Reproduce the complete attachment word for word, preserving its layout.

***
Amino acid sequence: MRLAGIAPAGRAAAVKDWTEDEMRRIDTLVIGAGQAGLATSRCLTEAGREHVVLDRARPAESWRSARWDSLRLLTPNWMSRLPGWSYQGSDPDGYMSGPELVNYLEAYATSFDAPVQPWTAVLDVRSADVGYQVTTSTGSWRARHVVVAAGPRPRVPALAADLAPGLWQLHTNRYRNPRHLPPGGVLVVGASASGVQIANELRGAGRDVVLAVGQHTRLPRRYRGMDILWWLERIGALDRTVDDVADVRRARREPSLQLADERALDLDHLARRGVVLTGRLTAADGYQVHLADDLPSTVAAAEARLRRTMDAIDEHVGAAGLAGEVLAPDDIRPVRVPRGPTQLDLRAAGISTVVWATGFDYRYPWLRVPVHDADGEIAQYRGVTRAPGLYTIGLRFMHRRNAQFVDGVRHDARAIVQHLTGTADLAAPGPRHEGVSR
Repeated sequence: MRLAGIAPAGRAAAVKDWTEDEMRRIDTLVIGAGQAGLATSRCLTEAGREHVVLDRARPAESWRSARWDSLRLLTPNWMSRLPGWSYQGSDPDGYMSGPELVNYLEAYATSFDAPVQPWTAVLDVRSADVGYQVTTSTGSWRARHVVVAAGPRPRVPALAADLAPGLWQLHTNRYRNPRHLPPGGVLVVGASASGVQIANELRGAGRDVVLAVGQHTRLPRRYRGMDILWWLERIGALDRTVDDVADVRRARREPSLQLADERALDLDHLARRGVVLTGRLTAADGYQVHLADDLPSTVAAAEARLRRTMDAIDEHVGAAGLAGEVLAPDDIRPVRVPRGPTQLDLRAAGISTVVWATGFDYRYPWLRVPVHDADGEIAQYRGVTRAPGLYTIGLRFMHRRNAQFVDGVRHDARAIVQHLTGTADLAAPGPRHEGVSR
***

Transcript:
Amino acid sequence: MRLAGIAPAGRAAAVKDWTEDEMRRIDTLVIGAGQAGLATSRCLTEAGREHVVLDRARPAESWRSARWDSLRLLTPNWMSRLPGWSYQGSDPDGYMSGPELVNYLEAYATSFDAPVQPWTAVLDVRSADVGYQVTTSTGSWRARHVVVAAGPRPRVPALAADLAPGLWQLHTNRYRNPRHLPPGGVLVVGASASGVQIANELRGAGRDVVLAVGQHTRLPRRYRGMDILWWLERIGALDRTVDDVADVRRARREPSLQLADERALDLDHLARRGVVLTGRLTAADGYQVHLADDLPSTVAAAEARLRRTMDAIDEHVGAAGLAGEVLAPDDIRPVRVPRGPTQLDLRAAGISTVVWATGFDYRYPWLRVPVHDADGEIAQYRGVTRAPGLYTIGLRFMHRRNAQFVDGVRHDARAIVQHLTGTADLAAPGPRHEGVSR
Repeated sequence: MRLAGIAPAGRAAAVKDWTEDEMRRIDTLVIGAGQAGLATSRCLTEAGREHVVLDRARPAESWRSARWDSLRLLTPNWMSRLPGWSYQGSDPDGYMSGPELVNYLEAYATSFDAPVQPWTAVLDVRSADVGYQVTTSTGSWRARHVVVAAGPRPRVPALAADLAPGLWQLHTNRYRNPRHLPPGGVLVVGASASGVQIANELRGAGRDVVLAVGQHTRLPRRYRGMDILWWLERIGALDRTVDDVADVRRARREPSLQLADERALDLDHLARRGVVLTGRLTAADGYQVHLADDLPSTVAAAEARLRRTMDAIDEHVGAAGLAGEVLAPDDIRPVRVPRGPTQLDLRAAGISTVVWATGFDYRYPWLRVPVHDADGEIAQYRGVTRAPGLYTIGLRFMHRRNAQFVDGVRHDARAIVQHLTGTADLAAPGPRHEGVSR